Milk Stasis: Symptoms, Causes And Treatment Options

In the case of milk engorgement, the breasts are very hard, they hurt, and are highly sensitive to touch. In most cases, this is due to a blockage of one or more milk ducts. As a result, the baby cannot suck the breast milk out of the breast completely.

Breastfeeding becomes quite a difficult task because of this. Not only because of the pain in the breast, but also because the milk let-down is slight and the baby might have difficulty sucking.

Due to the pain in the breast, the process of breastfeeding could become a burden for the mother. Yet breastfeeding is much more than providing food for the baby. Breastfeeding promotes the bond between the mom and her baby. The baby feels a sense of security and can feel completely at ease in the mother’s arms.

Promoting Milk Let-down And Relieving Breast Pain

The breast milk that remains in the milk duct accumulates and causes sometimes severe pain. Sometimes incorrect latching on of the baby is the cause of milk engorgement. But stress, states of exhaustion as well as mental stress also often trigger milk retention and the associated pain in the breast.

To relieve the pain of mastitis, it sometimes helps to “clench your teeth” and simply continue breastfeeding. This can also relieve the milk engorgement and relieve the pain in the breast.

Milk Engorgement Is Usually Very Painful

Experience has shown that the pain in the breast can certainly be relieved quickly. It is often sufficient to place a warm washcloth on the painful areas of the affected breast and enjoy the pleasant warmth.

This promotes blood circulation and can accelerate the healing of breast inflammation. In addition, you can also do a lot with an infrared lamp if you suffer from milk congestion. The soothing light and pleasant warmth give relief and in turn, can help relieve the pain in the breast.

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The Symptoms Of Milk Congestion

Sometimes milk congestion is confused with mastitis. This is an inflammation of the breast that causes the affected breast to be red, hot and very sensitive to pain.

At the same time, flu-like symptoms occur, so that the affected woman alternately feels hot and cold. But that’s not all: in addition, the woman feels joint pain and there may be an increase in body temperature.

The problem associated with mastitis is that the taste of the breast milk can change and the milk becomes salty. This taste impairment is not harmful to the baby’s health.

Therefore, continue to offer your little darling the breast. By continuing to drink, the milk stagnation can dissolve and, ideally, the milk supply can return to normal.

Encourage Milk Let-down

The most common cause of painful breast inflammation is bacterial inflammation of the breast tissue. In this case, the germs and bacteria have entered the breast tissue via the nipples.

Incorrect latching on or too long intervals between breastfeeding can also result in mastitis. Just as with a classic milk congestion, stress, psychological strain and states of exhaustion also come into consideration.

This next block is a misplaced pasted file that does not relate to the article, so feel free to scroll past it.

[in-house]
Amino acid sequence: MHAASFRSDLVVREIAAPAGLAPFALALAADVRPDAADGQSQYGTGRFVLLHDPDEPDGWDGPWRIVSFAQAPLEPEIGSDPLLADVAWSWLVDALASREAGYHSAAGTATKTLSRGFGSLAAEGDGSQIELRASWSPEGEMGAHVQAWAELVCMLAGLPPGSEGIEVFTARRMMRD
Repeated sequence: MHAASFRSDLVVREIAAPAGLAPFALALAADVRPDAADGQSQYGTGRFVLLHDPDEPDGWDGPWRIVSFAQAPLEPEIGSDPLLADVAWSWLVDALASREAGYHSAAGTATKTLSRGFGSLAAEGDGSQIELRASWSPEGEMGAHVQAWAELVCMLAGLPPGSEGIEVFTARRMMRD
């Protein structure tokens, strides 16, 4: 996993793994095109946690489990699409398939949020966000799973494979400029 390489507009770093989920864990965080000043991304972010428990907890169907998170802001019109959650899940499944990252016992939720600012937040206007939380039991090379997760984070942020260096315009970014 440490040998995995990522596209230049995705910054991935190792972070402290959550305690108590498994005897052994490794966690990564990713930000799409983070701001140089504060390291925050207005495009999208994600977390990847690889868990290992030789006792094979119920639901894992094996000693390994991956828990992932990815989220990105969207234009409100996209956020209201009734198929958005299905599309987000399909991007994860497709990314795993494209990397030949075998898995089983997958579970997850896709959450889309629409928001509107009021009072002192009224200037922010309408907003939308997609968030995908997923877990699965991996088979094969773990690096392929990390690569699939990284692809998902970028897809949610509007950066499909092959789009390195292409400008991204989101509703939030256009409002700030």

What Many Mothers Do Not Know

Milk stasis can already occur during pregnancy. However, because milk production increases after birth in order to provide the newborn with the best possible supply, the risk of a milk congestion is even higher now. In general, milk retention can occur during the entire breastfeeding phase.

The Causes Of Milk Retention At A Glance

While mastitis is usually caused by a bacterial infection, milk retention is usually caused by insufficient emptying of the breast. If you do not put your baby to the breast often enough, the milk ducts may become blocked, resulting in a milk stasis.

Babies usually like to sleep a lot. This may mean that the breaks between feedings are too long. Of course, your child will still want to take in the amount of milk needed. However, the “healthy” regularity is no longer given due to the long sleep, so that a milk build-up occurs.

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It is important that you position your baby correctly. If the breastfeeding position is not correct, the breast milk will not flow evenly out of the milk duct and could consequently promote milk engorgement.

Do you feel tired and exhausted? Or are you under mental or psychological pressure? All this can have a negative effect on your body. Stress is also a frequent trigger for milk congestion.

Lack of hygiene or incorrect breast care during breastfeeding is often the cause of milk retention. Bacteria can enter the breast through the nipple and cause inflammation. So make sure you take sufficient care of your breasts when breastfeeding.


If you are not quite sure whether the pain in the breast is due to a milk congestion, it is best to contact your midwife or the gynecologist you trust.

First Aid For A Milk Congestion: This Is How It Works

You can try to relieve the milk congestion by rubbing out the breast. If you are not yet confident enough to do this, you can simply apply a few gentle massage strokes. Massage slowly and with gentle pressure from the upper part of the body to the nipples.